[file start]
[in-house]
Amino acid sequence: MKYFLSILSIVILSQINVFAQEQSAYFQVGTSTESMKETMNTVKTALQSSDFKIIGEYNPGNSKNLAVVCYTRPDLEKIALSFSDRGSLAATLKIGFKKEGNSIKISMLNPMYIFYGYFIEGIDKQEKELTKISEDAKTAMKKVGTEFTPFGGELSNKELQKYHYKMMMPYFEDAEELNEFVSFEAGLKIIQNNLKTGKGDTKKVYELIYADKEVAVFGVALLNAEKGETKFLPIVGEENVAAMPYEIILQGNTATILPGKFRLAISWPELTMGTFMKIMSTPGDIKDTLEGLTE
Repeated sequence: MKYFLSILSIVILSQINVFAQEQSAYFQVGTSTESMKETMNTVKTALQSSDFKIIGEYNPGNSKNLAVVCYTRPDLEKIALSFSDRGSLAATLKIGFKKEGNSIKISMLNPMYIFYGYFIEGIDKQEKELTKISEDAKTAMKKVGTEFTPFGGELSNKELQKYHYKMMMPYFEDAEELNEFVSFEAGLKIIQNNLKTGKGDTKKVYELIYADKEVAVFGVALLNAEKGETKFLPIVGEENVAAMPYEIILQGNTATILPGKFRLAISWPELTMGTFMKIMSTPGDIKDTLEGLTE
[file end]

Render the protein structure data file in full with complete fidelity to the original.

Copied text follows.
[in-house]
Amino acid sequence: MKYFLSILSIVILSQINVFAQEQSAYFQVGTSTESMKETMNTVKTALQSSDFKIIGEYNPGNSKNLAVVCYTRPDLEKIALSFSDRGSLAATLKIGFKKEGNSIKISMLNPMYIFYGYFIEGIDKQEKELTKISEDAKTAMKKVGTEFTPFGGELSNKELQKYHYKMMMPYFEDAEELNEFVSFEAGLKIIQNNLKTGKGDTKKVYELIYADKEVAVFGVALLNAEKGETKFLPIVGEENVAAMPYEIILQGNTATILPGKFRLAISWPELTMGTFMKIMSTPGDIKDTLEGLTE
Repeated sequence: MKYFLSILSIVILSQINVFAQEQSAYFQVGTSTESMKETMNTVKTALQSSDFKIIGEYNPGNSKNLAVVCYTRPDLEKIALSFSDRGSLAATLKIGFKKEGNSIKISMLNPMYIFYGYFIEGIDKQEKELTKISEDAKTAMKKVGTEFTPFGGELSNKELQKYHYKMMMPYFEDAEELNEFVSFEAGLKIIQNNLKTGKGDTKKVYELIYADKEVAVFGVALLNAEKGETKFLPIVGEENVAAMPYEIILQGNTATILPGKFRLAISWPELTMGTFMKIMSTPGDIKDTLEGLTE